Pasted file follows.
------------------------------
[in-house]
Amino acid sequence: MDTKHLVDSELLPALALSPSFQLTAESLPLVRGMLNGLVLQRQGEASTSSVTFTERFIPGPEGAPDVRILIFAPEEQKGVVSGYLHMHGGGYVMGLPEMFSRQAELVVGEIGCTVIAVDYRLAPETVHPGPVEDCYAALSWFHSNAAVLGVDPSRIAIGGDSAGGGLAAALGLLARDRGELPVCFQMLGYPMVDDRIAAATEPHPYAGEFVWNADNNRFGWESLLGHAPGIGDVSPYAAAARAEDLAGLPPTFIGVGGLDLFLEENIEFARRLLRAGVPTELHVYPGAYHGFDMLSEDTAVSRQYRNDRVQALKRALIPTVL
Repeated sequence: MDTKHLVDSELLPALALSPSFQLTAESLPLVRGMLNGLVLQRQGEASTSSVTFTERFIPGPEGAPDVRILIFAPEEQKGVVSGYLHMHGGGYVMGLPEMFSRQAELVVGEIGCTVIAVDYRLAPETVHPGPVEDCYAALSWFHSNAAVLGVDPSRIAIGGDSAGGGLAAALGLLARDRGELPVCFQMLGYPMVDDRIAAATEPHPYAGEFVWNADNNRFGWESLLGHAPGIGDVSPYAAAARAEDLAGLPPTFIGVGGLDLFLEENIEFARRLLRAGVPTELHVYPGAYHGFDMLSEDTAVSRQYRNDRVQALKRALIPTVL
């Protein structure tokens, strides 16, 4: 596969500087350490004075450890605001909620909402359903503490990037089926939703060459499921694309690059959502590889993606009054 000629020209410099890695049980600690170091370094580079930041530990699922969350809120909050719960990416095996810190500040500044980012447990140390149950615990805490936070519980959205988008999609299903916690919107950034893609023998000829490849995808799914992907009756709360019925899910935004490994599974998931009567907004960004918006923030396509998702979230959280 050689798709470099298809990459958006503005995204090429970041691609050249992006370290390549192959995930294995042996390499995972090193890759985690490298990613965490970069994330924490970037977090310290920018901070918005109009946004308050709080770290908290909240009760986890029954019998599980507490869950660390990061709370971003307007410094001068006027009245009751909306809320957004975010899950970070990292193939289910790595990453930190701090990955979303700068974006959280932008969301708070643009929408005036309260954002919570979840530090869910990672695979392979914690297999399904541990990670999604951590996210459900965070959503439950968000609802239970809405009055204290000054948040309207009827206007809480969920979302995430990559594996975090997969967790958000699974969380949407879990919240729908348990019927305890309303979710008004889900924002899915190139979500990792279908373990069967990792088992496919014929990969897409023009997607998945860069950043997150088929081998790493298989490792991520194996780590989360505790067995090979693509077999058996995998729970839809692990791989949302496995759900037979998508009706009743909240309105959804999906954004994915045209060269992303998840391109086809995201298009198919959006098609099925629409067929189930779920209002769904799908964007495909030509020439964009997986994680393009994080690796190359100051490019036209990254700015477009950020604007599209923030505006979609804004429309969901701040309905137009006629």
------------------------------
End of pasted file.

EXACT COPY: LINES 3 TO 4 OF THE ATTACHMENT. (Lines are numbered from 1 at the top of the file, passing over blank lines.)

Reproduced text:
Repeated sequence: MDTKHLVDSELLPALALSPSFQLTAESLPLVRGMLNGLVLQRQGEASTSSVTFTERFIPGPEGAPDVRILIFAPEEQKGVVSGYLHMHGGGYVMGLPEMFSRQAELVVGEIGCTVIAVDYRLAPETVHPGPVEDCYAALSWFHSNAAVLGVDPSRIAIGGDSAGGGLAAALGLLARDRGELPVCFQMLGYPMVDDRIAAATEPHPYAGEFVWNADNNRFGWESLLGHAPGIGDVSPYAAAARAEDLAGLPPTFIGVGGLDLFLEENIEFARRLLRAGVPTELHVYPGAYHGFDMLSEDTAVSRQYRNDRVQALKRALIPTVL
């Protein structure tokens, strides 16, 4: 596969500087350490004075450890605001909620909402359903503490990037089926939703060459499921694309690059959502590889993606009054 000629020209410099890695049980600690170091370094580079930041530990699922969350809120909050719960990416095996810190500040500044980012447990140390149950615990805490936070519980959205988008999609299903916690919107950034893609023998000829490849995808799914992907009756709360019925899910935004490994599974998931009567907004960004918006923030396509998702979230959280 050689798709470099298809990459958006503005995204090429970041691609050249992006370290390549192959995930294995042996390499995972090193890759985690490298990613965490970069994330924490970037977090310290920018901070918005109009946004308050709080770290908290909240009760986890029954019998599980507490869950660390990061709370971003307007410094001068006027009245009751909306809320957004975010899950970070990292193939289910790595990453930190701090990955979303700068974006959280932008969301708070643009929408005036309260954002919570979840530090869910990672695979392979914690297999399904541990990670999604951590996210459900965070959503439950968000609802239970809405009055204290000054948040309207009827206007809480969920979302995430990559594996975090997969967790958000699974969380949407879990919240729908348990019927305890309303979710008004889900924002899915190139979500990792279908373990069967990792088992496919014929990969897409023009997607998945860069950043997150088929081998790493298989490792991520194996780590989360505790067995090979693509077999058996995998729970839809692990791989949302496995759900037979998508009706009743909240309105959804999906954004994915045209060269992303998840391109086809995201298009198919959006098609099925629409067929189930779920209002769904799908964007495909030509020439964009997986994680393009994080690796190359100051490019036209990254700015477009950020604007599209923030505006979609804004429309969901701040309905137009006629």